The Sclera pp 33-58 | Cite as

Immunological Considerations of the Sclera

  • C. Stephen Foster
  • Maite Sainz de la Maza


Scleritis remains an enigmatic disease. Attempts to demonstrate a specific antigen associated with scleral vessel and tissue damage, or to reproduce suggested underlying pathogenic mechanisms in experimental animal models, have not yielded consistent abnormalities. The prevailing consensual view, however, based on the available evidence, is that disordered immune responses leading to vessel and tissue damage are central to the pathogenesis of scleritis. The histopathological and immunofluorescence detection of immune complex inflammatory microangiopathy in affected scleral biopsy specimens,1 the frequent association of scleritis with systemic autoimmune diseases associated with circulating immune complexes (rheumatoid arthritis, systemic lupus erythematosus, or polyarteritis nodosa),1–3 the favorable response of scleritis to immunosuppressive agents,2,3 and the absence of vascular perfusion in severe types of scleritis, as determined by anterior segment fluorescein angiography,4 all suggest that scleritis represents an autoimmune process mediated by a localized immune complex inflammatory microangiopathy or type III hypersensitivity reaction. The histopathological finding of a chronic granulomatous inflammation characterized predominantly by macrophages and T lymphocytes in scleritis biopsy specimens suggests that a cellular immunity dysfunction or type IV hypersensitivity reaction also may play a role.1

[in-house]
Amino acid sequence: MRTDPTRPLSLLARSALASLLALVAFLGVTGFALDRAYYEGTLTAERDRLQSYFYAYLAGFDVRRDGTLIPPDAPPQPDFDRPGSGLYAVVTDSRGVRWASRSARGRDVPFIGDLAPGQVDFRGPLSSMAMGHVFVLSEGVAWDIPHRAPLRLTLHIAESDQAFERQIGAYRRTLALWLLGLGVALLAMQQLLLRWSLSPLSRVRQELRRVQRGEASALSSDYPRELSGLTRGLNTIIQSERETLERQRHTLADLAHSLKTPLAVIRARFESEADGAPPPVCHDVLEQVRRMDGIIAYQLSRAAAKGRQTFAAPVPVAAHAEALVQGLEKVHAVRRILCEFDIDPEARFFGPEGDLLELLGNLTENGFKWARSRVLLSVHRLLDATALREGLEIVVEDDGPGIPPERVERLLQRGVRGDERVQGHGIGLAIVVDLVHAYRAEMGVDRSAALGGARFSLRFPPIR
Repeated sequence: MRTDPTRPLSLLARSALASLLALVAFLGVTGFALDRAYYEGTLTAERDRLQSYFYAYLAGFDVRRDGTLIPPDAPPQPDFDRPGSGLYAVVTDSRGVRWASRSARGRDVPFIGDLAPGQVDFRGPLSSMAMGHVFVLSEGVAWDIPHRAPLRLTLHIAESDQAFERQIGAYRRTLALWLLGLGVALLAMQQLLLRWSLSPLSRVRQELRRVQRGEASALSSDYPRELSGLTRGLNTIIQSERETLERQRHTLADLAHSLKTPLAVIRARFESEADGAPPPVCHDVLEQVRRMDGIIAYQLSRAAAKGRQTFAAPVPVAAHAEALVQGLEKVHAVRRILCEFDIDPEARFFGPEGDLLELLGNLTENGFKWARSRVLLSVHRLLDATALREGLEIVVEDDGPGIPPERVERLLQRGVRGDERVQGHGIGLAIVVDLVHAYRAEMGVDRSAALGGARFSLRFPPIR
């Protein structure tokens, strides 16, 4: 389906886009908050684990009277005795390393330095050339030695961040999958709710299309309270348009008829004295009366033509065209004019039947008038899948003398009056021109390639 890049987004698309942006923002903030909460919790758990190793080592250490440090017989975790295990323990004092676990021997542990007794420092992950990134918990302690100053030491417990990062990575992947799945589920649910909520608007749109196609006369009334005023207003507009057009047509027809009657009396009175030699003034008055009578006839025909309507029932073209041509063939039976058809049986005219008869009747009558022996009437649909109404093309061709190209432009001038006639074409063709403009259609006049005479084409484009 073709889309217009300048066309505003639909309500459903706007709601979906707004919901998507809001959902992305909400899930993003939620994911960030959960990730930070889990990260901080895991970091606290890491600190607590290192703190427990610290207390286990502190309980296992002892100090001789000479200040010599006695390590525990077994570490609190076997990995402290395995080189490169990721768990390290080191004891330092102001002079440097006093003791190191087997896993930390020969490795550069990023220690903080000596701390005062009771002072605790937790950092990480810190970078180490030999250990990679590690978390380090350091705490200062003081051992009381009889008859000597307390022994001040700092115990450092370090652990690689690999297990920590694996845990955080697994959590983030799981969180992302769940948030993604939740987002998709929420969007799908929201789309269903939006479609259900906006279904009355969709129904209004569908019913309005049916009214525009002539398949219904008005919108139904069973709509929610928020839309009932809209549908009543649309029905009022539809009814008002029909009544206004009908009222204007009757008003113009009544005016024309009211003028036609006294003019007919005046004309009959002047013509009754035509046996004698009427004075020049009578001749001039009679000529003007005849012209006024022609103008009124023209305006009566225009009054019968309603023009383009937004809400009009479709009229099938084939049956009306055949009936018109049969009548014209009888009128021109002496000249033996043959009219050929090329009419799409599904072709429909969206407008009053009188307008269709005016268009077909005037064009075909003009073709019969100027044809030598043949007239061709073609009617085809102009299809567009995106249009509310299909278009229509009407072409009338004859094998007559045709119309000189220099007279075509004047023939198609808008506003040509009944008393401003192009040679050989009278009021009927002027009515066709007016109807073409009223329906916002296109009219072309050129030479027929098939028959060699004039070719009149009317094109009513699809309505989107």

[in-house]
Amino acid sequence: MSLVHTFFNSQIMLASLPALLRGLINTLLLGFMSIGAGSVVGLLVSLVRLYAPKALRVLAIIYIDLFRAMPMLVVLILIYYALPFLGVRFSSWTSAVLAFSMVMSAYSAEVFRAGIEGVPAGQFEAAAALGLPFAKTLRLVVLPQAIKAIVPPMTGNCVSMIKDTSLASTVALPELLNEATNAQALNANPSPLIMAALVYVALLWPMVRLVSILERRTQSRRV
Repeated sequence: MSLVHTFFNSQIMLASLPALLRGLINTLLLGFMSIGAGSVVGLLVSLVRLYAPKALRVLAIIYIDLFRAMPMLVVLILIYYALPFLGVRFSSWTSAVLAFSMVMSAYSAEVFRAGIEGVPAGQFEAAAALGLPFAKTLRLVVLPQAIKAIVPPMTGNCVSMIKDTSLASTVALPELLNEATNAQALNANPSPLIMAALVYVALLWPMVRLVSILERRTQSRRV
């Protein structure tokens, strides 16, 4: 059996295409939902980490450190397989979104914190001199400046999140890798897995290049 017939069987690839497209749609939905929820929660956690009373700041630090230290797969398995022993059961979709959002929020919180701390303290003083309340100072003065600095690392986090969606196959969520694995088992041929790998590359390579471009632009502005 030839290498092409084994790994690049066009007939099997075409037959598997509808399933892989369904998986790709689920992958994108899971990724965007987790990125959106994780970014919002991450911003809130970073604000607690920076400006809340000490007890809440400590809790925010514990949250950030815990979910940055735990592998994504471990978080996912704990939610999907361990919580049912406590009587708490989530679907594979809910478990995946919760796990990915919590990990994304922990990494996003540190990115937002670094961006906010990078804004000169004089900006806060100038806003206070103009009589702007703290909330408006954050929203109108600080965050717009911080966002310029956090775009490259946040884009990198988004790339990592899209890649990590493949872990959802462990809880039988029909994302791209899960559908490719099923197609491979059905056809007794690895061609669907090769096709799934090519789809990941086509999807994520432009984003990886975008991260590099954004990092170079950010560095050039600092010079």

Rheumatoid Arthritis Mast Cell Major Histocompatibility Complex Immune Complex Major Histocompatibility Complex Gene 
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Copyright information

© Springer Science+Business Media New York 1994

Authors and Affiliations

  • C. Stephen Foster
    • 1
  • Maite Sainz de la Maza
    • 2
  1. 1.Harvard Medical School, Immunology and Uveitis ServiceMassachusetts Eye and Ear InfirmaryBostonUSA
  2. 2.Central University of BarcelonaBarcelonaSpain

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